Oil and gas emissions cap a relief but big polluters shouldn’t get a break
Canada’s oil and gas sector must tackle climate change
VANCOUVER / UNCEDED xʷməθkʷəy̓əm, Sḵwx̱wú7mesh AND səlilwətaɬ TERRITORIES — Canada’s new oil and gas emissions cap comes as a relief that the fossil fuel industry cannot continue its unchecked growth in pollution, but it’s disappointing a few highly profitable companies are being asked to do less than the rest of Canadians.
“This cap on oil and gas emissions is a significant victory for communities across Canada who have pushed back against the tar sands, fracking, pipelines and offshore drilling,” said Climate Campaigner Peter McCartney. “Thousands of people have worked tirelessly for decades to reign in rising pollution from the oil and gas industry — today the federal government followed suit.”
At the same time, the emissions cap contains a weaker target than expected, and the fossil fuel industry is being asked to do less than the rest of everyday people. While the federal government had originally proposed a 42 per cent reduction for oil and gas sector emissions by 2030, today’s announcement only requires a 35 per cent cut.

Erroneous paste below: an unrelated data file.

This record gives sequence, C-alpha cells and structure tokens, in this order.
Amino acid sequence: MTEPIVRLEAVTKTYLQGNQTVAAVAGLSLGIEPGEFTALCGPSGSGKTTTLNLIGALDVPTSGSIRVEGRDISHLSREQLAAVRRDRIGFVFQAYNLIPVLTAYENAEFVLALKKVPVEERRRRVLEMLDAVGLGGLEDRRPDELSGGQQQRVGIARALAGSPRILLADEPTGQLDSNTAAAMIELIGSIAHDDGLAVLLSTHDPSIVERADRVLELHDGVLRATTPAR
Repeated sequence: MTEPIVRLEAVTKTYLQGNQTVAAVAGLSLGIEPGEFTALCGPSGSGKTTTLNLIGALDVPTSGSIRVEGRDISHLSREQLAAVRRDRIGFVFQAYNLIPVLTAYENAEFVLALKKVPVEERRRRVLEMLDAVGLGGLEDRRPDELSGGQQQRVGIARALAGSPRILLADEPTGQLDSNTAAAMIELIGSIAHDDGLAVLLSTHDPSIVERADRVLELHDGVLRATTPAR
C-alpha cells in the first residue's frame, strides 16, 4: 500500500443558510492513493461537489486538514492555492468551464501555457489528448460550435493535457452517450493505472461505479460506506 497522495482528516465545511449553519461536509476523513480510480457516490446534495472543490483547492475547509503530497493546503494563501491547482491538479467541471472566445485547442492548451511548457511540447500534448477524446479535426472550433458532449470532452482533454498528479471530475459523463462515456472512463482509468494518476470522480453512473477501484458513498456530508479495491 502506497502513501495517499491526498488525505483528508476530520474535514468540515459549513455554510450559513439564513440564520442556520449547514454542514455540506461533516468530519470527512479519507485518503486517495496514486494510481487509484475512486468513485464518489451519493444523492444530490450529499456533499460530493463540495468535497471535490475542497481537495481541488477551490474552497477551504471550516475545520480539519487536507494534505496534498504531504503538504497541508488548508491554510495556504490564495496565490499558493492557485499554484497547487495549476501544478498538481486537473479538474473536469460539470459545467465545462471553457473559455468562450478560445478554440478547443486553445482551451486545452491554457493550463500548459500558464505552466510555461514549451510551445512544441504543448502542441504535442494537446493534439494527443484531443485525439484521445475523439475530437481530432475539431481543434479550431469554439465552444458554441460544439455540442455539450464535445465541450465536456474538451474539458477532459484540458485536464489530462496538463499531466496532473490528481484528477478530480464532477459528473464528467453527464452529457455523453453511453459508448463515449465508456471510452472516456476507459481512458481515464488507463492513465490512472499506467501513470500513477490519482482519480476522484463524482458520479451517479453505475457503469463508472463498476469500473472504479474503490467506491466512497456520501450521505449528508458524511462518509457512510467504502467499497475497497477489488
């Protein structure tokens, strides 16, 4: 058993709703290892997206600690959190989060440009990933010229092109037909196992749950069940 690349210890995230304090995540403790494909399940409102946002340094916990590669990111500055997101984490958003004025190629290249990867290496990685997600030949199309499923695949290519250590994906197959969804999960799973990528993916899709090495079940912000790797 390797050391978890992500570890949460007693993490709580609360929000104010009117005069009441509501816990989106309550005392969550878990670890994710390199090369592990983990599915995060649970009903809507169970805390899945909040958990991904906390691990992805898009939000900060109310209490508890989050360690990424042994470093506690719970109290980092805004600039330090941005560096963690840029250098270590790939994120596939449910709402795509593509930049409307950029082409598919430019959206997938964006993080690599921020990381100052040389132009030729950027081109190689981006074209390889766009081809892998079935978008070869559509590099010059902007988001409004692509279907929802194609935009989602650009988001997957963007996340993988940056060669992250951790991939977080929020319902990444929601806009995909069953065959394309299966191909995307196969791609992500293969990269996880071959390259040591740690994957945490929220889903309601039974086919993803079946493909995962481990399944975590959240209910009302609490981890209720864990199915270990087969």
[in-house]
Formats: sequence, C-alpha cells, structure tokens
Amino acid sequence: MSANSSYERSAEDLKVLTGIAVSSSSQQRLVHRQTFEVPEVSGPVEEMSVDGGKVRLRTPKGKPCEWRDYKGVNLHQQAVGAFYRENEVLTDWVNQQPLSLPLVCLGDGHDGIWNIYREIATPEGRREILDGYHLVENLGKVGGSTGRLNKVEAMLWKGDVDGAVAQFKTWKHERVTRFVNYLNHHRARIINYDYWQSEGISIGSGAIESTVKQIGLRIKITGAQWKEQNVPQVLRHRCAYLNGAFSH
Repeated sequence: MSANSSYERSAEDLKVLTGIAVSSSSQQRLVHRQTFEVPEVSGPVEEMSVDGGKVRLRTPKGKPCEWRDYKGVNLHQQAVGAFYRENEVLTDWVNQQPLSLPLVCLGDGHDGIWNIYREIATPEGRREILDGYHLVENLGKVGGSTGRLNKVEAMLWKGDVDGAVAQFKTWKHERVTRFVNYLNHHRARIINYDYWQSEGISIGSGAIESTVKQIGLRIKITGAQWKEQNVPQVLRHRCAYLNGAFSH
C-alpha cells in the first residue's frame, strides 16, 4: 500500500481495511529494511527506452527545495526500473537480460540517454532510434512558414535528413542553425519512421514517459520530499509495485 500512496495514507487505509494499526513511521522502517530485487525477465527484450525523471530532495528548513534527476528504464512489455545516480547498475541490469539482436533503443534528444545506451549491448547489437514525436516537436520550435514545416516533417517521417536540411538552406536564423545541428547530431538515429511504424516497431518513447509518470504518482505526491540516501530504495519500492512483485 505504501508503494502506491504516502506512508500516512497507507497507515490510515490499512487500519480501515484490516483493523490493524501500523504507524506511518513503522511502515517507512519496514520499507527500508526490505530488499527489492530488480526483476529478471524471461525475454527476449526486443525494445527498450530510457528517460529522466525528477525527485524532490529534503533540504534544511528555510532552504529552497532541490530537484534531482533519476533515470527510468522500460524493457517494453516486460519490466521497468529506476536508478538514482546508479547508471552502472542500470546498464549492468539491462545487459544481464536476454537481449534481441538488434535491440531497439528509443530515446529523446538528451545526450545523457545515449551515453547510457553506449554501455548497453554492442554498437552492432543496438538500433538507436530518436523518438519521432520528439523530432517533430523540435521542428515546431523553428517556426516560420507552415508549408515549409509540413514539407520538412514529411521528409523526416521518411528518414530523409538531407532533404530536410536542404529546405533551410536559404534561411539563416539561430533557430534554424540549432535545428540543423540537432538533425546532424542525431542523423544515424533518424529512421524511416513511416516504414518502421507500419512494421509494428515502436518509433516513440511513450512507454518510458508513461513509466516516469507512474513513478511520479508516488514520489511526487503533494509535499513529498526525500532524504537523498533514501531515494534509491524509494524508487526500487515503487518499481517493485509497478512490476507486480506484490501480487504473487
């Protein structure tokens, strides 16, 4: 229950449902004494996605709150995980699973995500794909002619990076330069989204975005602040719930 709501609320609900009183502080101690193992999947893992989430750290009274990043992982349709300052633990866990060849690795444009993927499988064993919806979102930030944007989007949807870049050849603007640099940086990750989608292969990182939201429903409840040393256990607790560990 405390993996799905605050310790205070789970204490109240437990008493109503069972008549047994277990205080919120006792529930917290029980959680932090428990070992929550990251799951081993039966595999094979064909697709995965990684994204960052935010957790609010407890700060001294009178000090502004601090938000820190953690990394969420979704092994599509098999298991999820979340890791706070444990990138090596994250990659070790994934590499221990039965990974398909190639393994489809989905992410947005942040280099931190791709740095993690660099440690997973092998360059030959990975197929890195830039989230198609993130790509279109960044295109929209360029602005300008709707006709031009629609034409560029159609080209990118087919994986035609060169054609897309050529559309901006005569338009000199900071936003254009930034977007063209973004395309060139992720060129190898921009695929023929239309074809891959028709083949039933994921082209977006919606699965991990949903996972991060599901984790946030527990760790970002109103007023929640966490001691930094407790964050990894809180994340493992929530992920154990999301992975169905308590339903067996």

“Canada’s most polluting companies should be asked to do at least as much as the rest of us in the fight against climate change,” said McCartney. “While Canadians are taking action — taking transit, composting, renovating their homes and retooling their businesses — the fossil fuel industry has successfully lobbied for special permission to do less than everyone else.”
Companies that exceed the cap on pollution could simply buy carbon offsets or donate to a proposed decarbonization fund. A cap-and-trade system with these exceptions won’t be as effective as rejecting new fossil fuel infrastructure and limiting oil and gas exports.
“This is certainly not the way I would’ve gone about slashing pollution from the oil and gas industry, but what matters is that we get the policy in place to do so now,” said McCartney. “We’re calling on the government to implement this cap as soon as possible without any loopholes for continued emissions.”
For more information, please contact:
Peter McCartney | Climate Campaigner